Paul Hilditch ( Engineering teacher) Wiki
Paul Hilditch, , a teacher at the Conyers School in Yarm, died on Sunday, December 27th.
He had been fighting coronavirus in the hospital for two weeks.
Parents and students turned to social media to pay their respects to the popular teacher who has taught engineering and technology at the school for four years.
Headmaster Louise Spellman described Mr. Hilditch as “a real inspiration” with a strong influence on students.
He said: “We are very saddened by the sudden loss of our beloved friend and colleague Paul.
“Paul taught engineering and technology at Conyers for four years and has become a truly dedicated, engaged and loved member of staff.
“Paul was a great teacher who thought a lot of his students and really gave everything to them to achieve their best.
“It was a real inspiration for many and worked tirelessly to ensure success for our students.
“His passion for electronics in particular has had a strong impact on our students, many of whom have had successful careers in engineering.
“Paul loved our school and our students: he will be remembered as a kind, loyal and truly brilliant teacher.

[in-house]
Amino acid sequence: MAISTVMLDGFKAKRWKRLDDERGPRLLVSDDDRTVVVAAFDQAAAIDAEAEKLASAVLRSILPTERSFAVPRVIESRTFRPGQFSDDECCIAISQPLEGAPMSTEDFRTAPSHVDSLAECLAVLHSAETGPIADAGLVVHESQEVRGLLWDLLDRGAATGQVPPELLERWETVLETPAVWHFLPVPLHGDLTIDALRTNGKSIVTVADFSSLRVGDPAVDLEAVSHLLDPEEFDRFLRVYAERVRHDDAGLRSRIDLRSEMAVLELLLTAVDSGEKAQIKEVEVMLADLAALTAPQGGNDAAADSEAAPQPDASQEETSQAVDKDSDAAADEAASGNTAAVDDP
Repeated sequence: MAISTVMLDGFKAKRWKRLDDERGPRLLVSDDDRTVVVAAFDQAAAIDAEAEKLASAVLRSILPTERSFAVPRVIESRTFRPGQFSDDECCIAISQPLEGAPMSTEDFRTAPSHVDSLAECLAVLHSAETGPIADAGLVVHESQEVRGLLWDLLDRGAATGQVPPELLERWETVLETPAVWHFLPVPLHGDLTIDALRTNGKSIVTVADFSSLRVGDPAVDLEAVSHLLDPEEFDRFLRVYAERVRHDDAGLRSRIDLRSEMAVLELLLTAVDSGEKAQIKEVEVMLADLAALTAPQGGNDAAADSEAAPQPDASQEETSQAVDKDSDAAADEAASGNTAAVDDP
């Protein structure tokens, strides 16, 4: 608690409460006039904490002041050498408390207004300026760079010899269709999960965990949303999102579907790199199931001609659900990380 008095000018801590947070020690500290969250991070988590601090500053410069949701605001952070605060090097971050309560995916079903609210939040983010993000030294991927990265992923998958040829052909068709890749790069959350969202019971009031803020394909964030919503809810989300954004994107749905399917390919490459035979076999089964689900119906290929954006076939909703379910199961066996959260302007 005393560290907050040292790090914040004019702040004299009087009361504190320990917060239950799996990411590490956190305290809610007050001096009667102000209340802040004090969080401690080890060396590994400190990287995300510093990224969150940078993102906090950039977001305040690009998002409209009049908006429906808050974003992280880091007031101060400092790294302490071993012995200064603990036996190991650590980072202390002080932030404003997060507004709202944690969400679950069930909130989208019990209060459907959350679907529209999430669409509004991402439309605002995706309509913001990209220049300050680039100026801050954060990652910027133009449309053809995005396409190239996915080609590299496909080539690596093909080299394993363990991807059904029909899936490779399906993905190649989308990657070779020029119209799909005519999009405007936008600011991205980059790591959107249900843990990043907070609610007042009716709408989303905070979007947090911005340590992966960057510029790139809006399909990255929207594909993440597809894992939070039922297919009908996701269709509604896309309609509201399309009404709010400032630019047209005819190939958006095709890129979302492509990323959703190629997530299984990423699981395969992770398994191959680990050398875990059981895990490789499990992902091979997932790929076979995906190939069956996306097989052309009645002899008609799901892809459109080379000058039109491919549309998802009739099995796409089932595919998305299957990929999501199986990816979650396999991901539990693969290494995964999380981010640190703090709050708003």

“Right now all our thoughts and prayers are with Paul’s friends and family.”
Ms. Spellman said that services will be provided to support students and staff and a condolence book will be prepared to share with Mr. Hilditch’s family.
Mr. Hilditch was a founding member and activities coordinator of the Northern WW2 Association (Nww2A).
Committee spokesperson said: “It will be missed very much.
“The committee and all of Nww2A express our great regret for his death and extend our condolences to his family and friends.”
Paul Hilditch Age
Was 55 Year Old
Paul Hilditch Family & Friends (Sad On This)
One student’s parents said: “My son really took care of him and the way he taught, even though he had only been taught by him since September.
“Absolutely sad, his thoughts and love for his family. Such a terrible loss. My daughter thought he was a great teacher. “My thoughts go out to his family.” A shocked pupil said: “No way I’m reading this, he was one the best teachers in there.